Understanding Shelters in Grade 3

By: Jim Reese
03/09/2017

(This blog posting comes from Cheryl Tanski, the Assistant Director of Communications and Marketing at Washington International School.)

Grade 3 students at Washington International School recently took part in a unique learning opportunity with Project Zero Principal Investigator Edward Clapp, who visited the Primary School and led the students and teachers through a maker-centered design challenge. During their most recent International Baccalaureate Primary Years Program Unit of Inquiry, “Migration,” the Grade 3 classes learned about the current Syrian refugee crisis, and Edward was able to help them connect that lesson to their ongoing Unit of Inquiry, “Architecture.”

After seeing and investigating some pictures of different temporary shelters, students had to sketch one of their own, thinking about what goes into supporting a shelter, and all the different parts associated with it. Next, they engaged with a thinking routine, developed by Edward and the Agency By Design team at Project Zero, through which they looked at the sketches while thinking about the parts, purposes, and complexities that go into building a shelter. The students were then divided into groups of three or four and tasked with designing and building their own temporary shelter. The structure had to be able to stand on its own and sleep two children comfortably. Each group competed for limited building materials, which included cardboard, large plastic sheeting, newspapers, duct tape, and string.

The Multipurpose Room at the Primary School was transformed into a building site as the students quickly got to work. The groups brainstormed about the various parts, purposes, and complexities of their shelter and drew some mock designs before starting the building process. Each group had an entirely different idea for a shelter, which meant that none of the structures looked the same, yet almost all of the shelters succeeded in their mission: to stand on their own and to accommodate two children.

After cleaning up their areas, these industrious students went on a short Gallery Walk around the room, quietly contemplating each of their classmates’ structures. When they were done with their walk, Grade 3 teacher Foun Tang asked the students to raise their hands to the answer these questions:

  • “Who was able to learn something by looking at other structures?”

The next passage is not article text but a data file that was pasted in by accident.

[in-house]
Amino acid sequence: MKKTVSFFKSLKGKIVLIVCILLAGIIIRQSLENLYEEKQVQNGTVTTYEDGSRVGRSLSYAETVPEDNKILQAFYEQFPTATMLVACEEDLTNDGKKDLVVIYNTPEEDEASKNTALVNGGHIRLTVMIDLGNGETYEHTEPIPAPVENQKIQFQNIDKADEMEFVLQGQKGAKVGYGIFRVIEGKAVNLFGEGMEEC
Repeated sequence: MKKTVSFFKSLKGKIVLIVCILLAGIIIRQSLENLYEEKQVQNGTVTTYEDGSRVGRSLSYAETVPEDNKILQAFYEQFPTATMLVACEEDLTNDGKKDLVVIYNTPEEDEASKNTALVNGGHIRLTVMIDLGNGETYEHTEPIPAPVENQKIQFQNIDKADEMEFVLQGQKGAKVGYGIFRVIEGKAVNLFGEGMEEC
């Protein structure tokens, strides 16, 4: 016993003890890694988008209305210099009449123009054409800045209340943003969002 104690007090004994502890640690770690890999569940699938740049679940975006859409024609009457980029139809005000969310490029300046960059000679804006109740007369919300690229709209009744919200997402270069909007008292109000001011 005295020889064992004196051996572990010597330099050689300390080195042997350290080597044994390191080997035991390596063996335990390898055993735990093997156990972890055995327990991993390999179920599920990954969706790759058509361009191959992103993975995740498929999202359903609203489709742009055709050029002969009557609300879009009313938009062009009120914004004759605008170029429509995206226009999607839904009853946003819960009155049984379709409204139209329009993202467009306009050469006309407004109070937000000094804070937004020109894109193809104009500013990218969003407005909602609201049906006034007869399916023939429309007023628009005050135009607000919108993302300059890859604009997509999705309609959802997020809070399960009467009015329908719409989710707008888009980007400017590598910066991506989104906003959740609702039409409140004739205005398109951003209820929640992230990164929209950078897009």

• “Who was able to learn something because something failed? Because your structure collapsed initially?”

Almost all of the students raised their hands, which, Foun commented, “really says something interesting about learning, and shows how different people use different solutions to solve problems.”

As the activity drew to a close, Edward gathered the students together to reflect on what they had learned. They had some very impressive answers:

  • “Sometimes you have to try different things and experiment, because it doesn’t always work the first time, and you’re not always going to know what materials you need, so you’ll figure it out as you go.”
  • “I learned that you can’t only use one material. You have to use many. One material can’t do everything, and you have to really think about how different materials work.”
  • ”We thought we were going to need to make it higher, but then it didn’t work, and we realized that we were lying down, and that we’re not going to be standing up most of the time, so it could be really low to the ground.”
  • “I learned that you have to have a great working team, and take your time instead of rushing. I’ve learned that the best thing is to do it really slow; that way you know what to do.”
  • “I learned that people have to be flexible and not just have one way of doing the structure, because it’s never going to be just one way that works. And that your building/structure doesn’t always come out as your sketch — you need to be flexible and change it as needed.”

To end the activity, Foun charged the students to think beyond themselves: “Half of the world’s refugees are children. What would you feel like if this were your shelter? I want you to take turns, in silence, just lying down inside, thinking for a few moments about what it would be like to take shelter there.”

In today’s often troubling world, Foun’s charge is a necessary reflection for both students and adults.